Biological Systems Engineering
Predictive Modeling of Fate and Transport of Three Prevalent Contaminants in Midwest Agroecosystem Surface Waters: Nitrate-N, Atrazine, and Escherichia coli
Date of this Version
Hansen, S. P. (2019). Predictive Modeling of Fate and Transport of Three Prevalent Contaminants in Midwest Agroecosystem Surface Waters: Nitrate-N, Atrazine, and Escherichia coli (master's thesis). University of Nebraska - Lincoln, Lincoln, United States
The majority of streams and rivers in the United States (U.S.) are ecologically impaired, or threatened by anthropogenic stressors. Recent reports have found atrazine in drinking water to be associated with increased birth defects and incidences of Non-Hodgkin’s Lymphoma, with higher levels of significance from exposure to both atrazine and nitrate-N. In contrast, recent illnesses from E. coli contaminating vegetables that originated from irrigation water has increased awareness of identifying sources of E. coli entering irrigation reservoirs.
Methods to accurately predict atrazine and E. coli occurrence and potential sources in waterways continue to limit the identifying appropriate and effective prevention and treatment practices. Therefore, the primary objectives of this study were to: 1) Identify watersheds across Nebraska that were at risk for exceeding nitrate-N and atrazine maximum contaminant limits (MCLs) in surface water, 2) Determine the specific times of greatest risk for exposure to atrazine throughout the year, 3) Determine the load of E. coli during storm events in a hydrologic controlled stream situated adjacent to a livestock grazing operations and centered in the fly zone for avian migration in the Midwest, and 4) Identify trends between E. coli concentrations, grazing rotations, and avian migrations patterns.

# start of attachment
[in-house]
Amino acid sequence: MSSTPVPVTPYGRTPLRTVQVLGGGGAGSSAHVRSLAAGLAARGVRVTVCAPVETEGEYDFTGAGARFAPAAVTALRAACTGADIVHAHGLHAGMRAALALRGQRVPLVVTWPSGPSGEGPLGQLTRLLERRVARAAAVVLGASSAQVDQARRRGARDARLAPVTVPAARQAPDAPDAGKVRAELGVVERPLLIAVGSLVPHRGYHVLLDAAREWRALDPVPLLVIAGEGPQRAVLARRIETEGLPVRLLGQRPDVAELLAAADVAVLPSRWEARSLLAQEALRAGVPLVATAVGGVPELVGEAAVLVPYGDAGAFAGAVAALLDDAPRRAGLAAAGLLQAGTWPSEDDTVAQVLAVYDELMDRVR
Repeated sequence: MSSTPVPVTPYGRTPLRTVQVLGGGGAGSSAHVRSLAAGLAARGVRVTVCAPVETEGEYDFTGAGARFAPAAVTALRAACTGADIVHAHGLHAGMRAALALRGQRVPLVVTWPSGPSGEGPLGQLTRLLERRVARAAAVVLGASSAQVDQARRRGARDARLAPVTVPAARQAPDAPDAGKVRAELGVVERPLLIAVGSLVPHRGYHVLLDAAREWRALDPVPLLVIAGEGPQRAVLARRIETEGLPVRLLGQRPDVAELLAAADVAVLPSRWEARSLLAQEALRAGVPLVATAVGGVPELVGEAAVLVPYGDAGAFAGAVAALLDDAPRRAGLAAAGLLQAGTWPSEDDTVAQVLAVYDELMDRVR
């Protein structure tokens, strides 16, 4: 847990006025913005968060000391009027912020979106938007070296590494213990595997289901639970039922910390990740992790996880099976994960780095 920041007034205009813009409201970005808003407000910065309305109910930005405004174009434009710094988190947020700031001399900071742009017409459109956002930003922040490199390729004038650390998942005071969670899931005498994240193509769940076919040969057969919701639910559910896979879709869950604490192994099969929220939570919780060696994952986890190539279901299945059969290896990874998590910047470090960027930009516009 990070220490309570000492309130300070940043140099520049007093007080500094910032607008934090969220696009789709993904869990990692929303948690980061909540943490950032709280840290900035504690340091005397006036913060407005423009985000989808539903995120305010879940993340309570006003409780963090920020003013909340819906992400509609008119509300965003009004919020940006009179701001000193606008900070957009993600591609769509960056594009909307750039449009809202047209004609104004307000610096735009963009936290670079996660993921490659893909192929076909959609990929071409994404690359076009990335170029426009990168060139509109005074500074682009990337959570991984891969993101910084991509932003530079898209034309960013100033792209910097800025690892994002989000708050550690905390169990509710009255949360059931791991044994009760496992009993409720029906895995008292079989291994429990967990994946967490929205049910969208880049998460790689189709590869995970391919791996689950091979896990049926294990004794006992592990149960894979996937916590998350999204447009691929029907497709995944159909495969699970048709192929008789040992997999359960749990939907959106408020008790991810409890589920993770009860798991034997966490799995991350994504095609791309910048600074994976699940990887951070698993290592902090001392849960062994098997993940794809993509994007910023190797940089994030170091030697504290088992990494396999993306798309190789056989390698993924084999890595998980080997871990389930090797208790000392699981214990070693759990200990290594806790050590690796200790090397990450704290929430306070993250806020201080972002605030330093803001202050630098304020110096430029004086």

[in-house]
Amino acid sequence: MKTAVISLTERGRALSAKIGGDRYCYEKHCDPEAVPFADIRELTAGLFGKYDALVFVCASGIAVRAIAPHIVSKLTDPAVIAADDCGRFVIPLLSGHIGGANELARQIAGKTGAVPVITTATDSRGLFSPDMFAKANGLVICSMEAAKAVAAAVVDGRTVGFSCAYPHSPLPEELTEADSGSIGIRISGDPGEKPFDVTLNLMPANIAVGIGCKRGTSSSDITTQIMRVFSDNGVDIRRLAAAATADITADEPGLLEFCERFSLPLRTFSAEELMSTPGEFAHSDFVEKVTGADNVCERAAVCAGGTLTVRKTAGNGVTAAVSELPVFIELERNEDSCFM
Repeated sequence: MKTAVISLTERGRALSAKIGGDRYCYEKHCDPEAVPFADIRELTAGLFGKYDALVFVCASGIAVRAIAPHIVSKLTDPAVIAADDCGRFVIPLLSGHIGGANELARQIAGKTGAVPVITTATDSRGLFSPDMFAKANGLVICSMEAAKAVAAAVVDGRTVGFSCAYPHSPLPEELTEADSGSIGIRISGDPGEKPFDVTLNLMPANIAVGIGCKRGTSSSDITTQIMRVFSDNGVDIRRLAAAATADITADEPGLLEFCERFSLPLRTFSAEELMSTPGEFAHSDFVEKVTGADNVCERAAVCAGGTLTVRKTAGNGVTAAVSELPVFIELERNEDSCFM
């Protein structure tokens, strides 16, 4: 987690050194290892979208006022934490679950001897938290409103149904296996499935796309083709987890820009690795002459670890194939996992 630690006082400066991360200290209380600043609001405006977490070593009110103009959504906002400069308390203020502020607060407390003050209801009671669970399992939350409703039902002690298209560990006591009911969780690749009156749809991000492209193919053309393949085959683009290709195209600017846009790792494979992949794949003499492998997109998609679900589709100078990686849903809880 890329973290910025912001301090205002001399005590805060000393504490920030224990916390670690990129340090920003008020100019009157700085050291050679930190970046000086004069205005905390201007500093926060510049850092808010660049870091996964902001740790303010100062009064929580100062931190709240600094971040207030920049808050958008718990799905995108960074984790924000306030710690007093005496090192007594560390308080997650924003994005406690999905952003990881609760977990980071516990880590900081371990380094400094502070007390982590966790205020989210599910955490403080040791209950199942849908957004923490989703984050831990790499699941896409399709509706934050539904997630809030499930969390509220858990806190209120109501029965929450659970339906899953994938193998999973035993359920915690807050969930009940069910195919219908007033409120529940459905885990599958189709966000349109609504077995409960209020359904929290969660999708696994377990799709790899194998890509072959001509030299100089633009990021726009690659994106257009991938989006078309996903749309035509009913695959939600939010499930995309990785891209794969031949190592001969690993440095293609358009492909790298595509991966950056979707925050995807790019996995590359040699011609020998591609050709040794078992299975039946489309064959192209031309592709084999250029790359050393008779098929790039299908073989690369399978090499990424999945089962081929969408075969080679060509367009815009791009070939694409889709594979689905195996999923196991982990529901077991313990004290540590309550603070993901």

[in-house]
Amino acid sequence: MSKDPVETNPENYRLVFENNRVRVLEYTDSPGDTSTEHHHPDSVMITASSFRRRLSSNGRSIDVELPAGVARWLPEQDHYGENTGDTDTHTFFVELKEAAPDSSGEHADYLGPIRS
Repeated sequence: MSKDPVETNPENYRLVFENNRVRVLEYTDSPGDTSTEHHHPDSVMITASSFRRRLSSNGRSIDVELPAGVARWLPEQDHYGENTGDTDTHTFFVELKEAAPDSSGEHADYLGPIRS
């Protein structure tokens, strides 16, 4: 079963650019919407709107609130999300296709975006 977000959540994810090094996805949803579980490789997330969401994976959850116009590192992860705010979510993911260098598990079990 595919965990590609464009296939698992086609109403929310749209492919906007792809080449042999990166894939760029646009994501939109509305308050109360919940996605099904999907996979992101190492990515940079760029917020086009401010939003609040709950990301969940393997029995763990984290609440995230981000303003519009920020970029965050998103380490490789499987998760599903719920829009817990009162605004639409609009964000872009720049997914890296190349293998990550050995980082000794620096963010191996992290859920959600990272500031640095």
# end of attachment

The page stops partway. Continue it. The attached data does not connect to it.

Findings from objectives 1 and 2 of this project identified impairments for both nitrate-N and atrazine in the surface water during the early growing season in the southeastern region of Nebraska. Objectives 3 and 4 required a complex combination of bovine density and waterfowl migration patterns to evaluate the impact of E. coli concentrations in stream water, with the downstream reservoir had exceedance probabilities above the EPA freshwater criteria >85% of the growing season following rainfall events. Further, methodology developed in this project has the potential for application in regions with higher dependency on surface water to determine agrochemical and E. coli load influxes from upstream regions, evaluate other surface water contaminants in surface and/or groundwater, and implement best management practices.
Advisor: Tiffany L. Messer
A THESIS Presented to the Faculty of The Graduate College at the University of Nebraska In Partial Fulfillment of Requirements For the Degree of Master of Science, Major: Agricultural and Biological Systems Engineering, Under the Supervision of Professor Tiffany Graham Messer. Lincoln, Nebraska: May, 2019
Copyright 2019 Samuel P. Hansen